So for those who like numerical titbits, here's a few from this week's Ryder Cup. The 24 players on show here at Medinah are all within the top 35 of the world rankings; the number of individual major champions on each team is four for Europe and seven for the USA; the number of combined major championship victories stands at five for Europe and 23 for the USA and the total number of worldwide career wins for the respective teams is 168 for Europe and 234 for the USA.
We could go on, of course, delving ever deeper into largely pointless detail. This week is all about putting numbers up on the board and getting enough of them to win the Ryder Cup. It's as simple as that.
For Rory McIlroy, there is another number to deal with. As world No.1, McIlroy is in the spotlight like never before but the young Northern Irishman is eager to put that particular figure into the shade for three days of Ryder Cup competition at least. There are 11 other Europeans competing in Chicago, after all.
"This week, I'm not the No.1 player in the world," said the two-time major champion. "I'm one person in a 12-man team and that's it. It's a team effort and there are 12 guys all striving towards the same goal. I'm just part of that. We're a unit, you're not playing for yourself. You're playing for a lot of other people and you don't want to let them down."
McIlroy's successful global exploits have made him the star attraction of the European team and a marked man as far as the US side is concerned. He may lack experience of the Ryder Cup scene, having made his debut just two years ago, but the 23-year-old, who has racked up four wins on American soil this season, is more than willing to lead from the front. He may be something of a new recruit but he wants to be the on-course general.
"I think there are leaders in our team who will lead with experience," said McIlroy, who picked up two points from a possible four from his debut at Celtic Manor. "I don't see my role as a leader in the team room but the way I've played the last couple of years, it's more of a leader out on the course.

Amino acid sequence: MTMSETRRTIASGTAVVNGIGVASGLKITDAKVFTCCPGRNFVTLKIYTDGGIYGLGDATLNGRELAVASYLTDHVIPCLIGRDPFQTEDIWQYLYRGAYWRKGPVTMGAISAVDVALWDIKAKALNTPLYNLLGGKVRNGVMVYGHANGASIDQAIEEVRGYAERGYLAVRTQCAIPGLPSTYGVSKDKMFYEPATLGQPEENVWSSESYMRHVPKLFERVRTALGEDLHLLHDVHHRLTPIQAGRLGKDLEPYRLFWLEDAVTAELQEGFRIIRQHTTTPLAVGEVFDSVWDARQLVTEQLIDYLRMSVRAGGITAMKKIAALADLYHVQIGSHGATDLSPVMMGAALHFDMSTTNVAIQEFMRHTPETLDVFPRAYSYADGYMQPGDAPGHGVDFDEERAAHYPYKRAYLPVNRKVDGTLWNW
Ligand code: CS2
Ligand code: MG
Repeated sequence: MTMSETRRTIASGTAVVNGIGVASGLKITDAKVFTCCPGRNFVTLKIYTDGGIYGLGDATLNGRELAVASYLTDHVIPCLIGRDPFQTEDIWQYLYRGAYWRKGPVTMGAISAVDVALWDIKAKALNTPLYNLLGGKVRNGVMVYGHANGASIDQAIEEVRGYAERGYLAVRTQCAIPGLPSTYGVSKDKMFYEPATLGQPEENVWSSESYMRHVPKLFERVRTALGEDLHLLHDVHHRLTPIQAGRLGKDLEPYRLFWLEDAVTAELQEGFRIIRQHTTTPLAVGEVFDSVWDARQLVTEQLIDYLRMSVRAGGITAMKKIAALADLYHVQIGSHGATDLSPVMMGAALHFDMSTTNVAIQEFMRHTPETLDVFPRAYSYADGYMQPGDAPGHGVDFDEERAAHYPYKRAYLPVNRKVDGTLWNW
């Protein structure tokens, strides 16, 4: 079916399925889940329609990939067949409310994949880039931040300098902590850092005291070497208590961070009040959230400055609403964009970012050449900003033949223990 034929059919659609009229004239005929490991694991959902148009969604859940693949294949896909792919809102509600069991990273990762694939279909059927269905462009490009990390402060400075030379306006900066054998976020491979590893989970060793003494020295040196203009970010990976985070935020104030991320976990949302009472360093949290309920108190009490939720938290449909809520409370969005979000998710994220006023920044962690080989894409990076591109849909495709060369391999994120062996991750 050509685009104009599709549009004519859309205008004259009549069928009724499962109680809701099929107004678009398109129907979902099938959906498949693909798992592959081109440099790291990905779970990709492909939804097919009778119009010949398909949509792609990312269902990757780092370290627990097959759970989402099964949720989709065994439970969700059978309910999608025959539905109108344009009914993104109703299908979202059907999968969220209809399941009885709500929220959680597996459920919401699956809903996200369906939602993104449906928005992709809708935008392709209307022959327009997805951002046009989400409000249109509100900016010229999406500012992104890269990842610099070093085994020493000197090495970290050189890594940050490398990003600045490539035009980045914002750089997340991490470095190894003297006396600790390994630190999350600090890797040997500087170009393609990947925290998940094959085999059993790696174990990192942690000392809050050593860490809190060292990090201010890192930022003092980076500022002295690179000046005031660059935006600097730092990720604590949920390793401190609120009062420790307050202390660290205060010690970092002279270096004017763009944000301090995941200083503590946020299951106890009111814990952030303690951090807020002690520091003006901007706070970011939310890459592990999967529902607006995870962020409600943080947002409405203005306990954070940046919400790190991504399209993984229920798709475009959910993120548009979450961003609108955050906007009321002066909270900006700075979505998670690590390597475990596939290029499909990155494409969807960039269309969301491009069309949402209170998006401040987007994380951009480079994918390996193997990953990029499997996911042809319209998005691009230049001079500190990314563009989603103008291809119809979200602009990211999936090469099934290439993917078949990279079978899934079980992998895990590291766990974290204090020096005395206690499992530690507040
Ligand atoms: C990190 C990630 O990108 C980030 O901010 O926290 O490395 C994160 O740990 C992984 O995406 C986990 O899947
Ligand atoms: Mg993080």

"There are a lot more guys that have played more Ryder Cups than me and more experienced in the team room and know when to speak up and have different views on things. This is only my second Ryder Cup and I'm still getting to know and learn about it."
McIlroy is relishing the prospect of being the man that all the US players seem to want to beat and he is ready for the fight ahead. "I think it's a huge compliment that people are saying that they want to beat me," he added. "Whoever wants to take me on, then they can take me on. I just want to go out and get a point for the team.
"Whether that means me going out first or fourth or in the middle, it really doesn't make a difference who I play. If Jose [Maria Olazabal, the European captain] wants me to play in all five matches then great. I want to play as much as I can."
That last statement was music to Olazabal's ears. The European captain sent his troops out for just nine holes yesterday with McIlroy once again partnering fellow Northern Irishman Graeme McDowell in a pairing that is set in stone. "I expect to hear things like that from my players," said Olazabal on McIlroy's eagerness. "It's nice to know the players are willing to put the extra energy and effort in to achieving our goal."
Three years ago, McIlroy stated that he thought the Ryder Cup was nothing more than an "exhibition" and that "it's not that important to me". Now, older and wiser, he admits that his experience at Celtic Manor in 2010 has made him appreciate just how important the biennial battle is.
"I'd been to Ryder Cups before to watch and I knew how exciting they were but it's only when you are actually involved and you play and you stand on the tee with everyone screaming your name, that's when you realise how important it is," he said.
"Celtic Manor certainly opened my eyes. Playing for your team-mates, your captain, your vice-captains, your country and your continent. I realised then what a big deal it is."
McIlory has also realised that the Ryder Cup is something to be enjoyed and savoured. Two years ago he was, by his own admission, a nervous rookie. Now, there is a confident sense of adventure. "I'm a lot more sure of myself and of my ability that I was then," he said. "For the first 11 holes then I was very anxious, very tentative. This year I'm going to go out and give it a go, enjoy it and play the way I play."
It should be fun to watch.
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